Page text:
What areas does this draft law put at risk?

As far as these amendments are concerned, sources that requested to remain anonymous told Faktoje that the most endangered areas are the coastal ones.

“For me, the areas at risk are the coastal ones, pointing specifically to Velipoja, Narta, perhaps a bit also to Divjaka, which face development pressure. They are seeking to build resorts and there is a clear and evident tendency in Narta’s case. The area from the airport towards the lagoon has been designated as a development area. In my opinion, this concept is for powerful people to have investing opportunities,” environmental experts explain.

According to the same source, the pressure to amend the law comes due to interests of private businesses.

A provision has been added indicating that no less than 20% is to be managed by local authorities. I think that Ministry of Environment is for sure behind this because it supports the interests of municipalities. They have the right to be further developed, however this way of giving is the worst thing that can happen.

I think that this pressure is not exerted by municipalities, but by the private sector aiming to be developed in these areas. And, having found a closed door with Protected Areas, the private sector has now found the open door of the Municipalities,” he adds.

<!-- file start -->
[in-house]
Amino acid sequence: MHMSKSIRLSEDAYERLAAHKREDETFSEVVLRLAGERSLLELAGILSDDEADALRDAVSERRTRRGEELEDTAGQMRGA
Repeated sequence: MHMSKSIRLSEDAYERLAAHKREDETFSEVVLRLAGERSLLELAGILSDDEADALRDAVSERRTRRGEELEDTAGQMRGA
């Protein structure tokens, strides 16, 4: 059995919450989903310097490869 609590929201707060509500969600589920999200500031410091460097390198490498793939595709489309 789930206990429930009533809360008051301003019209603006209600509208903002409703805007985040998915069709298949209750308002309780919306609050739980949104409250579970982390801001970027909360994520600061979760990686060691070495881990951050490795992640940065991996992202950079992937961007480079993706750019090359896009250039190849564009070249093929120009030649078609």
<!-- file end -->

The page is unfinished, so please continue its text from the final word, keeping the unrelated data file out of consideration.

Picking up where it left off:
What do the initiating deputies say?

Some of the majority MPs who signed the draft law argued in the Commission for Productive Activities, Trade, and Environment that this will also contribute to slowing down the depopulation of cities.

Depopulation of these areas is concerning us and if we want to stop it, we must give these people the opportunity, according to regulations applied for protected areas, to minimally exploit and develop such areas,” Arben Pëllumbi, MP, argued.

On the other hand, the Socialist Party MP, Ismet Beqiraj, calls for strict controls against cementation of these areas.

Will all buildings within these areas, including archaeological parks, be legalized for the sake of economic development, risking their cementation? If this is done without control instruments, we’ll have unpleasant consequences. They should go through everything, examine every criteria and parameter, not with a magnifying glass, but with an electron microscope”, MP Beqiraj said.

Faktoje also reached out for a comment to the Ministry of Tourism and Environment regarding this draft law that has sparked quite a discussion and, according to experts, poses a risk to protected areas. However, we haven’t got an answer from the institution in question up to the moment of publishing this article.